Take a look at your airline ticket and you'll see taxes and carrier-imposed fees tacked onto the base fare to arrive at the total fare that you pay. Departure taxes are nominal fees charged by the United States and other countries in order to leave the country. Departure taxes are usually included in the price of your ticket when you are in the United States, but when traveling in a foreign country, the fee is often charged and paid separately at the airport.
On Foreign Soil
Each country determines the price of its own departure tax, which varies from country to country. The fees vary from a few dollars to several hundred and are subject to change without warning. Ask your airline when booking your return flight if the country charges a departure tax and whether it is paid at the airport or is included in the price of your ticket. You can also check the International Air Transport Association's website for departure taxes charged in the country you are traveling to.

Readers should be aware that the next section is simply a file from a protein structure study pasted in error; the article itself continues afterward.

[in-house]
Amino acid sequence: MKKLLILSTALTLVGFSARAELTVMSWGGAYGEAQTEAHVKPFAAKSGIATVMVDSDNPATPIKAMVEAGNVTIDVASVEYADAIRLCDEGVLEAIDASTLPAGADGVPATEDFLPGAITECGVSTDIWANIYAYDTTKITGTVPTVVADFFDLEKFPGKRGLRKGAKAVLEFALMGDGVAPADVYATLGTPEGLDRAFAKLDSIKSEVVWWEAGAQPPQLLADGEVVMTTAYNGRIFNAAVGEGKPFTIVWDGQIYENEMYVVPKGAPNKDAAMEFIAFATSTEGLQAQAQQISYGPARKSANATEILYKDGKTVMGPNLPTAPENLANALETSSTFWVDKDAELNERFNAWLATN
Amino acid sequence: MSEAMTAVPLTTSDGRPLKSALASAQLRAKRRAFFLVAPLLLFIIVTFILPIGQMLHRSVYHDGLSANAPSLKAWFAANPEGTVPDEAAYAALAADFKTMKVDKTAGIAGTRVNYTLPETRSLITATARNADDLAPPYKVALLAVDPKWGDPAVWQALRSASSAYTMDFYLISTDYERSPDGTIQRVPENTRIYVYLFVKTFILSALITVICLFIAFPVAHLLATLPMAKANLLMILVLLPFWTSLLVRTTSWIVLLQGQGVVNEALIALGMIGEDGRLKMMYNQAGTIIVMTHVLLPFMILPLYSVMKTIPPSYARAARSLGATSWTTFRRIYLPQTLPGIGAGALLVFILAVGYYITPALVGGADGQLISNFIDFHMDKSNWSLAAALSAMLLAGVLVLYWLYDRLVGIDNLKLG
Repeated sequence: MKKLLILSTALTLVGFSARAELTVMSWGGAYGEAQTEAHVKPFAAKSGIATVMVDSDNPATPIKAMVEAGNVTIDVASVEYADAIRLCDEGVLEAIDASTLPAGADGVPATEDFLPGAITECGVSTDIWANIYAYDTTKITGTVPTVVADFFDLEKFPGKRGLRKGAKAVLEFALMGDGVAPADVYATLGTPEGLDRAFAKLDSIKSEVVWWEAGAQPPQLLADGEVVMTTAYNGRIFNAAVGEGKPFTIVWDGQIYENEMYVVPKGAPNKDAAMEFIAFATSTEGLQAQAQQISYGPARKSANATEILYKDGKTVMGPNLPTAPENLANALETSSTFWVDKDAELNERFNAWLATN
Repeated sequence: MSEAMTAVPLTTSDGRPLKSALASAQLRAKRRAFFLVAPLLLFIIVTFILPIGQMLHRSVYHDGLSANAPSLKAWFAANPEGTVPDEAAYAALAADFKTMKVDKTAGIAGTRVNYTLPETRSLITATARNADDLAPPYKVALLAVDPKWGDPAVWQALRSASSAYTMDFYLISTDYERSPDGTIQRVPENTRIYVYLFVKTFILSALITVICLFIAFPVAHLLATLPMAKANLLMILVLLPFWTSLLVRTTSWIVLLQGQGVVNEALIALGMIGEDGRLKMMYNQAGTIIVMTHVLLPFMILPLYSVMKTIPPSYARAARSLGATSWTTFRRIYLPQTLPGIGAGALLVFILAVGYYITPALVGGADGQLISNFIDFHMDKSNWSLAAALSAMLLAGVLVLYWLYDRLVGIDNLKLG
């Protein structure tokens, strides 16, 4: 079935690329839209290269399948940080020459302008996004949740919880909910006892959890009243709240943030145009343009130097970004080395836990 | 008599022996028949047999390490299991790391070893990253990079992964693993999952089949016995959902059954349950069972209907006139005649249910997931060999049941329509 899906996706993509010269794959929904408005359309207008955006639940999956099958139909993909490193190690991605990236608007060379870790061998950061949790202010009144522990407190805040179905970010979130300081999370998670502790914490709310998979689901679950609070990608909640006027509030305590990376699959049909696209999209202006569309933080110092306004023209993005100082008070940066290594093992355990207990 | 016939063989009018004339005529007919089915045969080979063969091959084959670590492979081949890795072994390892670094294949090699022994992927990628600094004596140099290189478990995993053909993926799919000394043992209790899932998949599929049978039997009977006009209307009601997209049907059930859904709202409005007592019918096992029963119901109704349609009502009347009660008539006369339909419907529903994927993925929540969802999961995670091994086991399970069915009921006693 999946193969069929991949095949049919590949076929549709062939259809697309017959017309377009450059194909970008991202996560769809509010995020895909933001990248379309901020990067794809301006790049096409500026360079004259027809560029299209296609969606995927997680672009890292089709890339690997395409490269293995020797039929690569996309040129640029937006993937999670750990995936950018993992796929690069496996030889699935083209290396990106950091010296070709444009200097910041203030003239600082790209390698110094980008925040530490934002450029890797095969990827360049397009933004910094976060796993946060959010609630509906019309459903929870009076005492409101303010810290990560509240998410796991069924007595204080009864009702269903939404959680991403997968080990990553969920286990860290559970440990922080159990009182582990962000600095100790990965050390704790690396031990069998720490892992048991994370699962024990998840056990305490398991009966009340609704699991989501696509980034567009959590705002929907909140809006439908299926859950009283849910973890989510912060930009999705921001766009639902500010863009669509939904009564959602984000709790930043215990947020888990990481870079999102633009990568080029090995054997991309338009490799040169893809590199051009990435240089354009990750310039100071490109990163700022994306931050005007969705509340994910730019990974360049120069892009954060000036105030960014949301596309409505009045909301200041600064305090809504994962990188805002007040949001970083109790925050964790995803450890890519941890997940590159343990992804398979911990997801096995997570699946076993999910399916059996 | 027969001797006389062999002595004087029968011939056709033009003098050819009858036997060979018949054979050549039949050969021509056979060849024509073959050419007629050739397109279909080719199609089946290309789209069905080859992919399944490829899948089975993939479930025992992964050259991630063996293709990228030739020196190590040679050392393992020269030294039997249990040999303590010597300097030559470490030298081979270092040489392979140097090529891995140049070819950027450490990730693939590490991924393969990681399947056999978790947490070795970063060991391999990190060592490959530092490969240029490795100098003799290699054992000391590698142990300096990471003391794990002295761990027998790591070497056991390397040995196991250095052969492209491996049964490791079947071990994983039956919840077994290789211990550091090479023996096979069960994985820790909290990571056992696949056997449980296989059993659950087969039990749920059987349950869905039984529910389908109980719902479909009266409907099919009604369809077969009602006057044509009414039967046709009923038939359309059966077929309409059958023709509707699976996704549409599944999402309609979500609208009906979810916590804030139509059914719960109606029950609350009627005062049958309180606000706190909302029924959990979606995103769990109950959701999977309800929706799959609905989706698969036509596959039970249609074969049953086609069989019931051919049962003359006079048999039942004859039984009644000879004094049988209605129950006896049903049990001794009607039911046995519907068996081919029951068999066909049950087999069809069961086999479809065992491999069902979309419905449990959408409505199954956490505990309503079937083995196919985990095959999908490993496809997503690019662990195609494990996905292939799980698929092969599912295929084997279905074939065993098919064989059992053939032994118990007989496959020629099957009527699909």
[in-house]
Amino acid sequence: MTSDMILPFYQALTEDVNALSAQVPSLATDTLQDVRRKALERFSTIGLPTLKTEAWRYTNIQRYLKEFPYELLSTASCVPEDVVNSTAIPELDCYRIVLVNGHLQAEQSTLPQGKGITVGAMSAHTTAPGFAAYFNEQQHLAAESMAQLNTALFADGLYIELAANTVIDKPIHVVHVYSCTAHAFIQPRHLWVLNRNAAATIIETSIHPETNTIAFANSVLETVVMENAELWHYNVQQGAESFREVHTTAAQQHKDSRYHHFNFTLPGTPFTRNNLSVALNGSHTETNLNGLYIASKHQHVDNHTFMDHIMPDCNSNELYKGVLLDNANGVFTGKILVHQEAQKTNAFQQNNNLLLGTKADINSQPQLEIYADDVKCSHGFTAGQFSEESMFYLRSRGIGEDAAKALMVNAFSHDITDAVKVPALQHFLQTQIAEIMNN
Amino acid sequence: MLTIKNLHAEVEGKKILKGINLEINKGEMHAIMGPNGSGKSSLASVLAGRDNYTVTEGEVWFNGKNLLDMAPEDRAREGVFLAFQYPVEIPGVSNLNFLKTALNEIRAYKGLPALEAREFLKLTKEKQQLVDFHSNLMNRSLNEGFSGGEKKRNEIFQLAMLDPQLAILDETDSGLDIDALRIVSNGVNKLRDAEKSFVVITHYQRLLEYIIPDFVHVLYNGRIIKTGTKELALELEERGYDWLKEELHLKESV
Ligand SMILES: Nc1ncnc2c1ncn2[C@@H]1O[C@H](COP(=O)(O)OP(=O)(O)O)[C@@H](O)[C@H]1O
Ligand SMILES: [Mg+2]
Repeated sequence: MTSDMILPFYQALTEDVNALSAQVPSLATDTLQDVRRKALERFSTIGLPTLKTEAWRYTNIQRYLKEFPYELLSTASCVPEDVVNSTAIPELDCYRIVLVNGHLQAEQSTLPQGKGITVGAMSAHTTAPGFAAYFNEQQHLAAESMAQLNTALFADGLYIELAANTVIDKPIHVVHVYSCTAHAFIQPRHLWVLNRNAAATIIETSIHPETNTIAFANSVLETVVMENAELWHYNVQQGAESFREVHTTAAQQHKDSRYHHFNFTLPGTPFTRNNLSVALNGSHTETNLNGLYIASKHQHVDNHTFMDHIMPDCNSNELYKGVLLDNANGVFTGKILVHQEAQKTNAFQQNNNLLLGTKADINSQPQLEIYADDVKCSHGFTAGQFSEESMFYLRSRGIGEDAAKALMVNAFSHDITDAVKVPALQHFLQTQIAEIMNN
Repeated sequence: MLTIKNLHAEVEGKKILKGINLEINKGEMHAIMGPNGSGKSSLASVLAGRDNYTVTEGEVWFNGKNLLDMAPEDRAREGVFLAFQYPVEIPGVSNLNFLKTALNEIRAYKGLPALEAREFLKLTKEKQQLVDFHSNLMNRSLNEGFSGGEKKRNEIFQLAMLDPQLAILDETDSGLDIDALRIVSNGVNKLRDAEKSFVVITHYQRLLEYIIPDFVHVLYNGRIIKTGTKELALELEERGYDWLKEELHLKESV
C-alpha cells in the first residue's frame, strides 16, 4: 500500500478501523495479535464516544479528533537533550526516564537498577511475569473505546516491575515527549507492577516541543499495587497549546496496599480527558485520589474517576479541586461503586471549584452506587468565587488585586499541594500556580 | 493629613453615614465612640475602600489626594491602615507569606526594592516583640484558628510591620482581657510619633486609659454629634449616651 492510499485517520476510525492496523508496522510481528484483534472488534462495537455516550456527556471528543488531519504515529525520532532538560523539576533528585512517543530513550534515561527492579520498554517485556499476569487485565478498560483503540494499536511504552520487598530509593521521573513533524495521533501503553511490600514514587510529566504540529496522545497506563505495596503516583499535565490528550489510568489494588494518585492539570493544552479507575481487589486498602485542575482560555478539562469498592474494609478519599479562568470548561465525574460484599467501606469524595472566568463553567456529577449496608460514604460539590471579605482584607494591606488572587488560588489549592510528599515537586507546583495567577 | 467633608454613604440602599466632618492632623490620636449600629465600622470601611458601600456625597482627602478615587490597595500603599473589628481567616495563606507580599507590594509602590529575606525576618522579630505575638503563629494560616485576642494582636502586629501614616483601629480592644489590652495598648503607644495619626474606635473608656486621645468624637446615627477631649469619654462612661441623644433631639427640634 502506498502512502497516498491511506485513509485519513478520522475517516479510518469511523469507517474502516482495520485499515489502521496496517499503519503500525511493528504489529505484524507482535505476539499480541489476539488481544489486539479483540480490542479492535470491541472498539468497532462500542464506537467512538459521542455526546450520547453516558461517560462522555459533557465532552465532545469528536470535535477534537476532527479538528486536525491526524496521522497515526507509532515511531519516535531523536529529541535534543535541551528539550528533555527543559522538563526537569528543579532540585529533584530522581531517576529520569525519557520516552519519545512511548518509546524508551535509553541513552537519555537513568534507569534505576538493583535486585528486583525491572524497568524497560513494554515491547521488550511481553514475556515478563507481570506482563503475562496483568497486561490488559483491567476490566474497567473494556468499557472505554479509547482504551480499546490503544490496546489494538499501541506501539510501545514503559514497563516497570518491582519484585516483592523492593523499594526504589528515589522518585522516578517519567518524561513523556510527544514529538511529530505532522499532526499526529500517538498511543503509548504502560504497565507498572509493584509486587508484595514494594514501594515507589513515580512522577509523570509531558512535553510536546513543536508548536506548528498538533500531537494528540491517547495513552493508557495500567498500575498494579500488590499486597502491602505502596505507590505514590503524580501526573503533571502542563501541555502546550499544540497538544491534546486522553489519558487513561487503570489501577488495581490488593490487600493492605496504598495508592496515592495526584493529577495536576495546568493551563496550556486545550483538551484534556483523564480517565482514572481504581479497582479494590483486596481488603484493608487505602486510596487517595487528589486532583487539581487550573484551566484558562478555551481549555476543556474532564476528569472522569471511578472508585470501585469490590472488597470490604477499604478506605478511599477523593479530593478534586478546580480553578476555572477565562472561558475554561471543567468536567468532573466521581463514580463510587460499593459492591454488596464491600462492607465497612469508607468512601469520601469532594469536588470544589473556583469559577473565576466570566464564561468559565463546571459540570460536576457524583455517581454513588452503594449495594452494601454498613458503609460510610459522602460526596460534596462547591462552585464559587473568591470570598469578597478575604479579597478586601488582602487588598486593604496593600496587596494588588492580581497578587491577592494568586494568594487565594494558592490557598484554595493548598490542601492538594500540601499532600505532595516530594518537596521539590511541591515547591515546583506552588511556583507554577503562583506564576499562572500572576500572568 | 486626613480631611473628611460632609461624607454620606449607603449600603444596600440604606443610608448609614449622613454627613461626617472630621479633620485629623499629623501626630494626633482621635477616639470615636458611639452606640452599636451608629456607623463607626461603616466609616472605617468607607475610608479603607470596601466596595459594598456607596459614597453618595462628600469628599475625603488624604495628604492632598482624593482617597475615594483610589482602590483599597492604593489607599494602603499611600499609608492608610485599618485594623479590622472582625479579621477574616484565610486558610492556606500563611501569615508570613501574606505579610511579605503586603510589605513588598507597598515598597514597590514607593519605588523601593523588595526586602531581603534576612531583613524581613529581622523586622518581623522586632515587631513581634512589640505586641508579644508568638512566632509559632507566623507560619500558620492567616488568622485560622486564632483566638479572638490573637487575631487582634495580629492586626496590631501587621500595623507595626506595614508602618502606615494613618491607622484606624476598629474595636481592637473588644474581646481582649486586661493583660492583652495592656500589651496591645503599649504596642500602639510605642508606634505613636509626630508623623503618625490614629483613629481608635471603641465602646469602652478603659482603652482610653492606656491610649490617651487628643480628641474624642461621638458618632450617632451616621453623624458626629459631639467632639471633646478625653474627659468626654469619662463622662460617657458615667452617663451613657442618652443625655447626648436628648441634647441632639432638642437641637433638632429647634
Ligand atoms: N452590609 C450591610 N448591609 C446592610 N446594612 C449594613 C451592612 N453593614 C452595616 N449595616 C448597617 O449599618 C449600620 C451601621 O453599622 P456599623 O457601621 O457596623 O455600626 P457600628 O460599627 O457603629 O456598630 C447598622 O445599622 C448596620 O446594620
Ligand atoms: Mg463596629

Back in the States
Departure taxes do not apply if you're traveling from the continental United States to a place within 225 miles, such as to cities in Canada or Mexico. Traveling to U.S. Territories lying outside this buffer zone -- such as Puerto Rico, Guam, American Samoa or the U.S. Virgin Islands -- requires paying departure tax. You'll also pay a reduced departure tax when traveling between the mainland and Alaska or Hawaii for the miles traveled over Canada or the Pacific Ocean.